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8. Are parallel imports (or grey-market goods) legal under the Copyright Ordinance?

Parallel imports are goods that are originally made and intended for a sale or distribution outside of Hong Kong which were subsequently imported into Hong Kong without the consent of the copyright owner.


It is a criminal offence to deal in (i.e. sell, hire or distribute for profit) parallel imported copies of any copyright work (except computer software products); import parallel imported copies of any copyright work (except computer software products) for dealing in the copies; or import or possess parallel imported copies of movies, television dramas, musical sound recordings or musical visual recordings for playing or showing in public if such acts are done within 15 months from the date the copyright work was first published anywhere in the world.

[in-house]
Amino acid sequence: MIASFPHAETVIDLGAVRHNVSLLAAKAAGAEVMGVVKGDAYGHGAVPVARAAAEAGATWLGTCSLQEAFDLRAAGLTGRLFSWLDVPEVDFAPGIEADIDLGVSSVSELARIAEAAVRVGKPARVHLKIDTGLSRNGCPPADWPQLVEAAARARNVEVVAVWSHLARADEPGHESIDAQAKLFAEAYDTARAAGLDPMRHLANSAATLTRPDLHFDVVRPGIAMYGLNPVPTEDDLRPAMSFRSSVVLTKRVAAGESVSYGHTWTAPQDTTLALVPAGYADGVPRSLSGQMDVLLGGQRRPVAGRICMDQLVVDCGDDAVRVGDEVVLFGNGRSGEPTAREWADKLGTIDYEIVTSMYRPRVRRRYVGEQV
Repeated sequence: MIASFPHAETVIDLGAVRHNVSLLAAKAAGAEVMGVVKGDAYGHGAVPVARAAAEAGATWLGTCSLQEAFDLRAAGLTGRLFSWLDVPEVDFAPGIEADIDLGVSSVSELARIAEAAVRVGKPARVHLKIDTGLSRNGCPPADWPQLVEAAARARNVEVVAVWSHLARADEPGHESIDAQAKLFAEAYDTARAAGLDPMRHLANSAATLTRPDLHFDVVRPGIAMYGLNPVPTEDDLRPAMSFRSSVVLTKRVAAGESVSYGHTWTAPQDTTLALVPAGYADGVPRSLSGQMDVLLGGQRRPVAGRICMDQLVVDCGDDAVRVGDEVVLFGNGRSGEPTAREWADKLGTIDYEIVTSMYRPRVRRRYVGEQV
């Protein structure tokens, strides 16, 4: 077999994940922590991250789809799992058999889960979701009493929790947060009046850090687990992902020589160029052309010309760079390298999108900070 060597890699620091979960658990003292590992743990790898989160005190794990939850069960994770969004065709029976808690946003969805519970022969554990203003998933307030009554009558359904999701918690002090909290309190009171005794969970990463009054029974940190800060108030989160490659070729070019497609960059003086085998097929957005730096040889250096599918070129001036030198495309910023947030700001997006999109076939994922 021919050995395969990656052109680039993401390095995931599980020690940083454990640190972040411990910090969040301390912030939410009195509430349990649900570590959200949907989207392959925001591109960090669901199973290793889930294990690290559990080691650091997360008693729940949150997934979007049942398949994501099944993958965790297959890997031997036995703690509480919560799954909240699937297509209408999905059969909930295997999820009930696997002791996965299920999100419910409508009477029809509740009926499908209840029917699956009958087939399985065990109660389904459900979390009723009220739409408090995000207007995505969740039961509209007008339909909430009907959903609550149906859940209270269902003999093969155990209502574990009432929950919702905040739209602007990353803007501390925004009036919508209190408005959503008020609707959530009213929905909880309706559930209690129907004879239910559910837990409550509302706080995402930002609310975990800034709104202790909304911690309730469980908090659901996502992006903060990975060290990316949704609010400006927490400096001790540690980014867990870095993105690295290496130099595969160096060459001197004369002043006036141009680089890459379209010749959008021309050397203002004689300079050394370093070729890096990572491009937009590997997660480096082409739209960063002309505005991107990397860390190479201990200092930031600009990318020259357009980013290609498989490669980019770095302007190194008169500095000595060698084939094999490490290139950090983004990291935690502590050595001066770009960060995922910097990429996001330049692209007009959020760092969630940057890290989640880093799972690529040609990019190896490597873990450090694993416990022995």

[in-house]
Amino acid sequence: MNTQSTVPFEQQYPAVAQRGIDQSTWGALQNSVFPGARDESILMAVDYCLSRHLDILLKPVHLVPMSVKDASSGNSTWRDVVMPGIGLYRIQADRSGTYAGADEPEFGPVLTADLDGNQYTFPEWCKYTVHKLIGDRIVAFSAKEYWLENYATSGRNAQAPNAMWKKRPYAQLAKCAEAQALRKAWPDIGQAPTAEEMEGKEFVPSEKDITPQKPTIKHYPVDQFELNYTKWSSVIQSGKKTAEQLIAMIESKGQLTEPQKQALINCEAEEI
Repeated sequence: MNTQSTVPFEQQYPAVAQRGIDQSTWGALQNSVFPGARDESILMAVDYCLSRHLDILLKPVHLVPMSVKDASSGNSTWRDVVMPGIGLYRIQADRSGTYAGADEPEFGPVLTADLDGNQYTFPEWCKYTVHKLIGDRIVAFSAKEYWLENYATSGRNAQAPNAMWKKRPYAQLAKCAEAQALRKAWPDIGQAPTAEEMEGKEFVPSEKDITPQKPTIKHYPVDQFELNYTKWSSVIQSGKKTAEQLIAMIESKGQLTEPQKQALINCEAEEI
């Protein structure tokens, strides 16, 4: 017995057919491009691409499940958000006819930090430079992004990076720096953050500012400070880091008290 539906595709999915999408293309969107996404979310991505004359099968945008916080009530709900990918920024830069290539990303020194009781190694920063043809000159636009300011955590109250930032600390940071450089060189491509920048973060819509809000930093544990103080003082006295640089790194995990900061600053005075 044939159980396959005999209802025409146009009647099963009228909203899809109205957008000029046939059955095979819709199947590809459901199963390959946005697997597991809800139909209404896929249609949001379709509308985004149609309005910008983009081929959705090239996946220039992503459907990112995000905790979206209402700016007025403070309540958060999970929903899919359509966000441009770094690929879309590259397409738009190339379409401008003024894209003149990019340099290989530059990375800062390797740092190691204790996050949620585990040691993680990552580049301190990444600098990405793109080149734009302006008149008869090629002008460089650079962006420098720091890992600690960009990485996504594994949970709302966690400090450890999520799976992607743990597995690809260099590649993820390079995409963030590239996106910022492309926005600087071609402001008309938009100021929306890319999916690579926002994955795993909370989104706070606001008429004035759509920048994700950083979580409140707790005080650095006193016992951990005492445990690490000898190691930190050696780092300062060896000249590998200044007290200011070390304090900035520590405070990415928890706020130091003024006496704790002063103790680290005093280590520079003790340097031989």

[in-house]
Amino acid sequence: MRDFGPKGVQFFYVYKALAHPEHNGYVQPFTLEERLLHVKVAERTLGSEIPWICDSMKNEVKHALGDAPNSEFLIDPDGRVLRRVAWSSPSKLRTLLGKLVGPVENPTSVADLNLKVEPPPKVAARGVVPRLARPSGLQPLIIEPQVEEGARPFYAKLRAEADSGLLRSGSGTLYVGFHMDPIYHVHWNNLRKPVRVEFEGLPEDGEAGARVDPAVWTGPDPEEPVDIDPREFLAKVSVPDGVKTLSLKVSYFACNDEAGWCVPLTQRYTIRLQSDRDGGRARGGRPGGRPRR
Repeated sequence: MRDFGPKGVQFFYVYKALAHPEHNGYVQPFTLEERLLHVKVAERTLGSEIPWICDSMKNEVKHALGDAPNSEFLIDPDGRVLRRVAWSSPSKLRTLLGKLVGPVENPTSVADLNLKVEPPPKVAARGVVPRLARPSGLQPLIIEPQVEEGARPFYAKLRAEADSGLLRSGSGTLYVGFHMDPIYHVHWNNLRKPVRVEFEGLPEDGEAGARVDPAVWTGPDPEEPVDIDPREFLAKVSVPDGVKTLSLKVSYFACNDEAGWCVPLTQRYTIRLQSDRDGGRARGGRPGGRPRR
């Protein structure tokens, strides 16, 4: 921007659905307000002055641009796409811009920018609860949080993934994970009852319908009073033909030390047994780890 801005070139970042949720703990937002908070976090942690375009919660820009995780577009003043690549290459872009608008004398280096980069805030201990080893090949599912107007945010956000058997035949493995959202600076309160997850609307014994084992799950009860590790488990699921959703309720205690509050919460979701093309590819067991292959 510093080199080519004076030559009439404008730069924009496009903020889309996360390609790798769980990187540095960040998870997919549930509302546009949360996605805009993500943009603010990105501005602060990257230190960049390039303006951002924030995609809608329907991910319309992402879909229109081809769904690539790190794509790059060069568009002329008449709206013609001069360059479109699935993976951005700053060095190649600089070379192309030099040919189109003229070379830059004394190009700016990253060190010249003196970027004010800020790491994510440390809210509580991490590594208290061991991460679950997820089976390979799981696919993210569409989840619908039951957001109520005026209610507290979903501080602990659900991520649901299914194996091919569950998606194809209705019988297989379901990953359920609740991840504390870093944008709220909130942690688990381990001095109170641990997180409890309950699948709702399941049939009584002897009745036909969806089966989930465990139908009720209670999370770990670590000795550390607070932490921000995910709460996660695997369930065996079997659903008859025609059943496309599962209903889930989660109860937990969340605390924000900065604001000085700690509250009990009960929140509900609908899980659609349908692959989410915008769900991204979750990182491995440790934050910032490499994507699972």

A copy is presumed to be an imported copy if (i) the label or packaging of the copy shows that it was intended for distribution or sale outside of Hong Kong or (ii) it is stored in an optical disc which does not bear a Hong Kong licensed manufacturer’s code.


Any person who commits an offence mentioned above is liable to a fine of $50,000 per infringing copy and four years’ imprisonment.


In addition, the copyright owner may commence legal proceedings against the infringer for the compensation and damage he suffers by reason of any infringing acts by the infringer.